eyes told very plainly into what a fever of passionate
admiration her very appearance had thrown him.

He ran to the foot of the stairs with both arms out-
stretched, ready to catch her the moment her small foot
had touched the lowest step.

She paused, however, midway down the stairs and,
with admirable self-control, forced her face and eyes
to express nothing but lively unconcern, even whilst
within her innermost heart she marvelled how true
and loyal a miserable liar could contrive to look.

Half afraid that the contempt and loathing which
she felt for him would betray itself within the next
few moments, she gave a merry, affected laugh and
ran so quickly down the stairs that his arms failed to
catch her as she ran, and she escaped from him to the
museum door.

He overtook her just as she was inside the room and
was about to close the door on him.

" My Meadowsweet," he said gaily as he caught at
her hand and held it imprisoned between his own,
" queen of my heart, whither away? "

" A white-throat has nested in the mulberry-tree,"
she retorted as gaily as he. " I have just time before
supper to steal the eggs for Uncle Jasper."

" But not in this gown," he said, with a smile that
had something of triumph in it, and he tried to draw
her closer to him, but she contrived to free herself
and to interpose the big table with all the glue-pots and


brushes, the boxes of eyes and reels of wire, between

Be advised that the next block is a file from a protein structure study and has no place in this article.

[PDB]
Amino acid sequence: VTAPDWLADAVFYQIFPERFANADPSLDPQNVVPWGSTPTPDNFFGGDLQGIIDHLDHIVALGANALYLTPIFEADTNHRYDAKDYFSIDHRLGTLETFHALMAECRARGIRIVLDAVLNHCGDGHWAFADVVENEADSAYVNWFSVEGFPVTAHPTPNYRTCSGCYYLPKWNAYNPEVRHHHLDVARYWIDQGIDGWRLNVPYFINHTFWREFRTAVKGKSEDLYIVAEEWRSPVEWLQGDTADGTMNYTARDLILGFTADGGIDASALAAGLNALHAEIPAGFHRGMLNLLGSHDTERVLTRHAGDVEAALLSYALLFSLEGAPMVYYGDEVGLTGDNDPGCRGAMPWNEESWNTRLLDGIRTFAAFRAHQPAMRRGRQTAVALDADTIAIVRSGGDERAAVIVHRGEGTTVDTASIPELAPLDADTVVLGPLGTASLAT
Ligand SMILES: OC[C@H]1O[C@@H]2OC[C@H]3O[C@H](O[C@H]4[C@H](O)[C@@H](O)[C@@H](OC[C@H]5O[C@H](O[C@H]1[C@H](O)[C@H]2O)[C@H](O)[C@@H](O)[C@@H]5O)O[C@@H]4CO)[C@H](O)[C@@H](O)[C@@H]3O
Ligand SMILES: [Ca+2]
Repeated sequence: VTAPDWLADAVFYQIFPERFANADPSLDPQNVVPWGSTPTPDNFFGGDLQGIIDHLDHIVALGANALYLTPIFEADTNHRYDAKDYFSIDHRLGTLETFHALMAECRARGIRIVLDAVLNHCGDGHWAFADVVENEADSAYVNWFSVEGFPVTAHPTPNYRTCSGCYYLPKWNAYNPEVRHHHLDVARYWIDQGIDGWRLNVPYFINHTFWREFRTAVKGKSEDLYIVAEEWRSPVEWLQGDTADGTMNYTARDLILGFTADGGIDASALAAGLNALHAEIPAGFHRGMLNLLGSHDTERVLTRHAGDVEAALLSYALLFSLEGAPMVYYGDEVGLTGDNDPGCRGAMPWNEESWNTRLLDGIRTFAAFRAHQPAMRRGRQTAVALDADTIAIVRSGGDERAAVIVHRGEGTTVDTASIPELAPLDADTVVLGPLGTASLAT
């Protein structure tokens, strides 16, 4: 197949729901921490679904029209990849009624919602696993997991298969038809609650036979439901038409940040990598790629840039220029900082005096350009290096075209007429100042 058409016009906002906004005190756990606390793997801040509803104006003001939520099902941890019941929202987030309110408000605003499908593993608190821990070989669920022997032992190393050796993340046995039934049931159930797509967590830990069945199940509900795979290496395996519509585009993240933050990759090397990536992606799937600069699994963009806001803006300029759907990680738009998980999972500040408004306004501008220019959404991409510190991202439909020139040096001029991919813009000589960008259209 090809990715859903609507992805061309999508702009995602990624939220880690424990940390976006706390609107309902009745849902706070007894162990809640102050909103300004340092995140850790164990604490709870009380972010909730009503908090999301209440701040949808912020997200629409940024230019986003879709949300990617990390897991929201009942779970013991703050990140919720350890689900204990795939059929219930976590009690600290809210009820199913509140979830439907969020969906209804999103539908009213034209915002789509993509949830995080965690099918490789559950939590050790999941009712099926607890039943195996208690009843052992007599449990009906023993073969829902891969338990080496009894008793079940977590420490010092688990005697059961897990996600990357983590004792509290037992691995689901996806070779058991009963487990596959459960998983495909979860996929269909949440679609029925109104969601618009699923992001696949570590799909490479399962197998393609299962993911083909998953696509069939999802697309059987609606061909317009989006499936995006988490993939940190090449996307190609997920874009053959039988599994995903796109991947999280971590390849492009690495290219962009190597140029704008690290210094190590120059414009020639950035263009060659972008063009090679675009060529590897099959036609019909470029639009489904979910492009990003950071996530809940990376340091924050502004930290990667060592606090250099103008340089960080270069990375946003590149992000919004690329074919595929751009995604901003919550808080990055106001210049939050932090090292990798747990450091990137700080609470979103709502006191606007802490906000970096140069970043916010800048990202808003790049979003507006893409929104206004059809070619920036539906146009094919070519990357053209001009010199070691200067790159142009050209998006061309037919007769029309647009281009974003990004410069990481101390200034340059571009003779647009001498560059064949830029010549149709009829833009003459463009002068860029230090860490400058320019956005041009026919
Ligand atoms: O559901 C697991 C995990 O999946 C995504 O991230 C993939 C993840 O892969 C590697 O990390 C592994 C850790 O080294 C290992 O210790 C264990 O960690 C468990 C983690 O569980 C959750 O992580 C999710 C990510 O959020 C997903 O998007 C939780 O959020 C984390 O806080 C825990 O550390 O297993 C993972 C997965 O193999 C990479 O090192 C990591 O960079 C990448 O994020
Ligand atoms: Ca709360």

herself and him.

*' The gown will not suffer," she said lightly, " and
this is the best hour of the day for birds'-nesting."

But she made no attempt to go, seeing which Jack
Carrington's heart gave a wild thump of delight. He
was feasting his eyes on the exquisite apparition be-
fore him, and was longing for Old Father Time to
stand still for awhile, so that he might look and look
until he was really satiated with the sight of her.

He thought that she looked pale and that her eyes
were circled as if she had been crying, but at this he
was not astonished. He, too, out in the orchard, in
the shadow of the cherry-tree, had felt as if he could
have cried out his heart for sheer happiness; he, too,
felt as if all his blood had rushed back to his heart,
causing it almost to burst with the greatness of his joy.

And her pale cheeks and purple-circled eyes made
her seem a thousand times more beautiful to him than
she had been before, for these touches of pathos gave
to her strong personality an enchanting touch of child-
ish weakness, which rendered her infinitely dear.

Uncle Jasper up on his perch was immersed in a
ponderous book; through the open window came the
soft sighing of the west wind through the drooping
leaves of the cherry-trees.